15 injured after plane catches fire on runway at Fort Lauderdale airport

Posted at 2:39 PM, Oct 29, 2015
and last updated 2015-10-29 16:39:17-04
By Eliott C. McLaughlin


(CNN) — The engine of a Boeing 767 carrying 101 people caught fire as the plane taxied for departure Thursday at Fort Lauderdale-Hollywood International Airport in Florida, officials said. It was bound for Caracas, Venezuela.

Fifteen people were injured, one with serious burns, said Broward County Sheriff’s Office spokesman Mike Jachles. Two other people suffered less serious injuries, he said, and the remaining dozen people were described as “walking wounded” who suffered bruises, bumps, contusions and other minor injuries.

The pilot of an aircraft traveling behind Dynamic International Airways Flight 405 reported fuel was leaking from the aircraft before it caught fire, a Federal Aviation Administration official said. The fire occurred about 12:30 p.m. on the airport’s north runway.

Passengers evacuated the jet via emergency slides onto the taxiway. Emergency officials responded in two minutes, and the plane was evacuated within six minutes, Jachles said.

The airport was closed as emergency officials responded. It reopened shortly after 3 p.m., but airport spokesman Greg Meyer told reporters that the airport wouldn’t operate at 100% until the north runway could be reopened.

He pointed out that firefighters still had their nozzles aimed at the jet in case it flared up again.

“It’s still going to be hot,” Meyer said, adding that the runway couldn’t be opened until fire and rescue crews cleared the taxiway and the runway was inspected for damage and debris.

As of late Thursday afternoon, there had been 111 delays and 47 cancellations out of or into the Fort Lauderdale airport, according to FlightAware, which does not provide information on the reasons for cancellations and delays.

Audio from the air traffic control tower caught one of the pilots saying, “The left engine looks like it’s leaking a lot of fuel. There is fluid leaking out of the left engine.”

Fewer than 30 seconds later, as the tower was contacting the ramp so the Dynamic jet could return to the airport, a pilot said, “Engine’s on fire. Engine’s on fire.”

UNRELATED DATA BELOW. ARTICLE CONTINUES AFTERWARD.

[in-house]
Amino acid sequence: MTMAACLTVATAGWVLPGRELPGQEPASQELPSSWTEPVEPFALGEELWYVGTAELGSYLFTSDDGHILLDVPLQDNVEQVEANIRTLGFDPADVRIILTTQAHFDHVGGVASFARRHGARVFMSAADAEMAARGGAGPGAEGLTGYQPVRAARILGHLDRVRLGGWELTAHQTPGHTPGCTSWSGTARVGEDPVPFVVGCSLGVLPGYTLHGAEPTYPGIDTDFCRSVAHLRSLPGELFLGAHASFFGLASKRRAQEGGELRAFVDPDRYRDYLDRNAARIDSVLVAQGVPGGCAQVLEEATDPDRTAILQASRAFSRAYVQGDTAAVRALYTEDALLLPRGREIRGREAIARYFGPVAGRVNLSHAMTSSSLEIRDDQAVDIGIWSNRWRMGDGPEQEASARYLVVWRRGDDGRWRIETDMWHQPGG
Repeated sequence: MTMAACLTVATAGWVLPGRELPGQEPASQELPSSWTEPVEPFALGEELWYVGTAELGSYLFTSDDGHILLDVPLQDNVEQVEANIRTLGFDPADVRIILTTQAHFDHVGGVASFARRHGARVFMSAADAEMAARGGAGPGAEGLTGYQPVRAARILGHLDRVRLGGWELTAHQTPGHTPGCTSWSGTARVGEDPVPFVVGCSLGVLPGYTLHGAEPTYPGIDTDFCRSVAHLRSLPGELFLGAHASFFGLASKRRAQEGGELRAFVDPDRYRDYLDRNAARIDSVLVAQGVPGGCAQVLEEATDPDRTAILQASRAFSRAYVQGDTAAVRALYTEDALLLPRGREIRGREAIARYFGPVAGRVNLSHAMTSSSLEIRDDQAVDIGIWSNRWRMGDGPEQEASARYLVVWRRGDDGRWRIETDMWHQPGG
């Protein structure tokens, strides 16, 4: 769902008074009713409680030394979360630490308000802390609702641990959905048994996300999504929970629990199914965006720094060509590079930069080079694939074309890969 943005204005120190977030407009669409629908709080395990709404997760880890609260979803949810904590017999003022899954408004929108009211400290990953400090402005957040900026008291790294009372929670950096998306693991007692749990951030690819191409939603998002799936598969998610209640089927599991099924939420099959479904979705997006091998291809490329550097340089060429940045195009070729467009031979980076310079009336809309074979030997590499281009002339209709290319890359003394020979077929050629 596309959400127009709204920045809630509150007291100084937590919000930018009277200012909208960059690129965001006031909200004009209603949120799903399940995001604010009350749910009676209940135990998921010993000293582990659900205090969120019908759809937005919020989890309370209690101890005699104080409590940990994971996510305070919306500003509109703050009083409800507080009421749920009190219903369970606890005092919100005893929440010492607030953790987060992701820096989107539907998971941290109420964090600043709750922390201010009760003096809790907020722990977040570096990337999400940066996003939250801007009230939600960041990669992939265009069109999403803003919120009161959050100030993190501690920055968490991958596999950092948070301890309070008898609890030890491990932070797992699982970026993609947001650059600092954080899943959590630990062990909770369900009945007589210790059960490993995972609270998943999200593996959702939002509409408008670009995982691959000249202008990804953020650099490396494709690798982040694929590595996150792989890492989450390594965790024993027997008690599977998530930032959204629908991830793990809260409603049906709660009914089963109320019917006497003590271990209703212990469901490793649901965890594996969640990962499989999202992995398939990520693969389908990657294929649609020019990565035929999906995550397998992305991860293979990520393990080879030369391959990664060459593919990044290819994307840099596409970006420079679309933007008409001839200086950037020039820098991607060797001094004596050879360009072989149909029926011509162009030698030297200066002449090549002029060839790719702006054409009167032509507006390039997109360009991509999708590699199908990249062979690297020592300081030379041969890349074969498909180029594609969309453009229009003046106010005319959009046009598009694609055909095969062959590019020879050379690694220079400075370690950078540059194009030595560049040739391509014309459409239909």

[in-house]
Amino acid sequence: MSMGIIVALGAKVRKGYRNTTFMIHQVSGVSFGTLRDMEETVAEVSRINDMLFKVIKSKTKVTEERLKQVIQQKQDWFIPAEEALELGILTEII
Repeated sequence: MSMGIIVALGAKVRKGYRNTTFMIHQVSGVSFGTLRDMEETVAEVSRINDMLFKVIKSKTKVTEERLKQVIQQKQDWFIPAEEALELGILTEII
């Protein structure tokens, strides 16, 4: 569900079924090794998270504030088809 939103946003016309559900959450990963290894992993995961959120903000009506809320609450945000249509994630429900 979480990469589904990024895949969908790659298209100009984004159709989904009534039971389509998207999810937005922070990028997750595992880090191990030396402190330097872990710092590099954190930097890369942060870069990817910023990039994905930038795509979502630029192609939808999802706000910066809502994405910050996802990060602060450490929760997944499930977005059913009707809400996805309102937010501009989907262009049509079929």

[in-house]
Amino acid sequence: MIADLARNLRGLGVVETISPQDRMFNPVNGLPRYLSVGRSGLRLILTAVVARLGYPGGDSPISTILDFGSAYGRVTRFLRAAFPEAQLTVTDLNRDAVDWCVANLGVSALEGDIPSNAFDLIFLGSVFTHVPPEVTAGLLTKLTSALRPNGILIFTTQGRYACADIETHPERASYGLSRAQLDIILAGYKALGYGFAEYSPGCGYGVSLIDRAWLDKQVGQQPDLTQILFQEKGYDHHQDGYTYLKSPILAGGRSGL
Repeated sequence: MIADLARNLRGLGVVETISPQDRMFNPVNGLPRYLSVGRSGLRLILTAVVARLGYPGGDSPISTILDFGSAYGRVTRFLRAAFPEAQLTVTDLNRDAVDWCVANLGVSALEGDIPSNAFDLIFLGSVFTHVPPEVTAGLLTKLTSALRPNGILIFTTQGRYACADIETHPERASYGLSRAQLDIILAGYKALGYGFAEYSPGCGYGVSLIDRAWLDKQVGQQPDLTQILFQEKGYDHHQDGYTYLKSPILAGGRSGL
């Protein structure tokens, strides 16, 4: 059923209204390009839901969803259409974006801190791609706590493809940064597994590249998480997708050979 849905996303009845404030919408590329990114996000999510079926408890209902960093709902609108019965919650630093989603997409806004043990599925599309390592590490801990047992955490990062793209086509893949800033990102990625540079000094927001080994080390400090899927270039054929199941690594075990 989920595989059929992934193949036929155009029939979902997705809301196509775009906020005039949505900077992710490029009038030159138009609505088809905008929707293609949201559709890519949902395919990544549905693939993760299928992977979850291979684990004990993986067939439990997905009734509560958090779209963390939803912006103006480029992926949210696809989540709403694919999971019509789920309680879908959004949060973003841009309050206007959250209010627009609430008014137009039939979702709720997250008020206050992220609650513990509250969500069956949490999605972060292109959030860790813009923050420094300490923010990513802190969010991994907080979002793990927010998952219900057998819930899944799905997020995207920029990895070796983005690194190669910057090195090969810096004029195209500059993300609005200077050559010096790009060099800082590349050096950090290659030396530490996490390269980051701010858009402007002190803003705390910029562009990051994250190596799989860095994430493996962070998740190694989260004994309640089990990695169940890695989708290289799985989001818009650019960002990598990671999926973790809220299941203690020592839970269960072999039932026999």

Images and video from passengers who were at the airport or on other planes showed plumes of dark gray smoke billowing from the red-and-white jet.

An ambulance, fire truck and other emergency vehicles were on the scene in one of those photos, while another witness posted video of emergency responders dousing the plane with hoses.

Doctors were treating 13 patients, including one child and one trauma patient, according to Amy Erez of the Broward Health Medical Center. Footage from local media showed a woman on a gurney, her ankle wrapped in what appeared to be an ice pack, being wheeled into the hospital.

Two calls to Dynamic International Airways’ headquarters in Greensboro, North Carolina, were both met with “no comment” on the fire. The airline serves new York, Fort Lauderdale, Venezuela and Guyana, according to its website, and an email from the company says the airline flies to Orlando, Brazil, Hong Kong and Palau.

In a series of Spanish tweets replying to those concerned about the fire, Dynamic said there was “a failure in one of the engines.” All passengers were safely evacuated, the airline tweeted, promising an official statement “soon.

That statement said that the crew “shut down the engine and evacuated the aircraft” after learning of an engine problem. Dynamic said it was investigating the matter and was working to make arrangements for passengers affected by the flight disruption. It plans to operate per its normal schedule beginning Friday, the statement said.

The National Transportation Safety Board is sending a four-person team to Fort Lauderdale to investigate the fire, the agency tweeted. Boeing announced later it will provide technical assistance during the investigation.

According to an FAA database, the plane was built in 1986.

CNN’s Greg Clary, Aaron Cooper, AnneClaire Stapleton, Sheena Jones, Brooke Lorenz, Samuel Roth, Keith Allen and Joe Sutton contributed to this report.